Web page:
10. Jim if I as a private individual build an ugly house in your street should you be able to seek damages from me? Likewise if I build a new shopping centre in your suburb which improves the value and amenity of your home location should you owe me anything? A road is in my view much like both examples. It may improve the amenity for some and reduce it for others. I don’t think compensation should be paid when a road is built except perhaps for noise, air pollution and vibrations that cross boundaries. The mere fact that a road is unsightly is not in my view a violation of property rights for those that live in the area.

    The exact value of “just compensation” for land acquired by force may be debatable and the subject of litigation. However the principle is quite clear. It is the value that the property would likely fetch in a willing sale in the prevaling market conditions. Ideally I’d like to insist that the government must pay twice what is just in order to dissuade them from casual acquisitions. However such a requirement would encourage a different sort of corruption and would itself shift markets substantially.

  11. Yeah but Terje local councils are already so corrupt perhaps the new laws won’t make any difference, just legalise what is already occurring one way or the other.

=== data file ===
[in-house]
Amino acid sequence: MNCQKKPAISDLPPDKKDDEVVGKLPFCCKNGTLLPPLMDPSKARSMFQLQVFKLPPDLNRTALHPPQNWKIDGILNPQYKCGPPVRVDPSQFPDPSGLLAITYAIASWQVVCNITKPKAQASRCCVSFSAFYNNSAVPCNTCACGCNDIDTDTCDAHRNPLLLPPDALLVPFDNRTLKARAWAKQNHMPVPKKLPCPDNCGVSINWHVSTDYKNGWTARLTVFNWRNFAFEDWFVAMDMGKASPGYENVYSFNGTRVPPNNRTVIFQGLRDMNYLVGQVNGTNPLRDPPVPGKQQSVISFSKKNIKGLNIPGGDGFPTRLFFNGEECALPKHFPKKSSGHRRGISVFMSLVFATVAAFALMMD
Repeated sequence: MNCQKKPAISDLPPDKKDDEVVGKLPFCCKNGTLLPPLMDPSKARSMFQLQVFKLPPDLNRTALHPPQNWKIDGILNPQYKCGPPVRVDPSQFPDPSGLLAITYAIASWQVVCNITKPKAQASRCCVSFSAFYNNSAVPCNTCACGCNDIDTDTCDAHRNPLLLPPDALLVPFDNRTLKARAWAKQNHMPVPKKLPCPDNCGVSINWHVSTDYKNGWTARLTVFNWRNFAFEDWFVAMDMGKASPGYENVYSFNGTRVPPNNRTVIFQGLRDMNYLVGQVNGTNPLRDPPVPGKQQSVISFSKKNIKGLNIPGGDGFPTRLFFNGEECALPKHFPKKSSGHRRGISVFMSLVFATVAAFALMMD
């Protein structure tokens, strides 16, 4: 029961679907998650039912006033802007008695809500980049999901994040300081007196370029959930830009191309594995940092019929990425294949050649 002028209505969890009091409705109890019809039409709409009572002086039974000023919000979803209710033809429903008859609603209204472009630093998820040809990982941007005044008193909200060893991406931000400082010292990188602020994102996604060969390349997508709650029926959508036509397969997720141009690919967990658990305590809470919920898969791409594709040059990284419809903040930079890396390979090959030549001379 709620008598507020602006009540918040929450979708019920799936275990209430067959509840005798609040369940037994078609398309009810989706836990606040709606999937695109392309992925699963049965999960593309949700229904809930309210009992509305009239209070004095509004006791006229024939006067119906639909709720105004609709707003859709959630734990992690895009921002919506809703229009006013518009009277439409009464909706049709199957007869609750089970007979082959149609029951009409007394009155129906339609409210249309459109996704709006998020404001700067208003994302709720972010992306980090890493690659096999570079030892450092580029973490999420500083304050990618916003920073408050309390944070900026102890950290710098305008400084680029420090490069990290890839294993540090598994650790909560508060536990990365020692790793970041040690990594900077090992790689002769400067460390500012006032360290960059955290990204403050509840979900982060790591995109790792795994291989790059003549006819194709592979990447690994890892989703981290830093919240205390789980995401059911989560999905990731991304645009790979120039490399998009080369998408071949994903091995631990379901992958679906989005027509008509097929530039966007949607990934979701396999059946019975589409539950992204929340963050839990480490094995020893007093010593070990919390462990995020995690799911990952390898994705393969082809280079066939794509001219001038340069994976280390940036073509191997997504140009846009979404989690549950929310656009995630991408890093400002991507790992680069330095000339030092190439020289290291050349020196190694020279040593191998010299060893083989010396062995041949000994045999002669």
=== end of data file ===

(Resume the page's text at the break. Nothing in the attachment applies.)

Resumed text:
12. Terje; I wouldn’t try to get compensation off you however ‘ugly’ your house is in my perception, I assume that you have enough sense to build one that is to you a thing of beauty. I might grumble about it and call you some names, but not sue you. If you read my comment again you will find the answer to your shopping centre is no also. I think I would be pleased to know my old mate is well enough off to afford not only a new ugly home, but a shopping centre as well.

    My argument on the highway issue was not about it being unsightly but about the noise and pollution. A couple of organic farmers were in fact worried about maintaining the certification of their enterprises with regard to the pollution. Incidentally My property is not affected by it, so I am not arguing from self interest.

  13. Jim – If your concern is pollution that passes onto your property then I think that the argument for compensation is a reasonable one. Sorry if I misunderstood your point.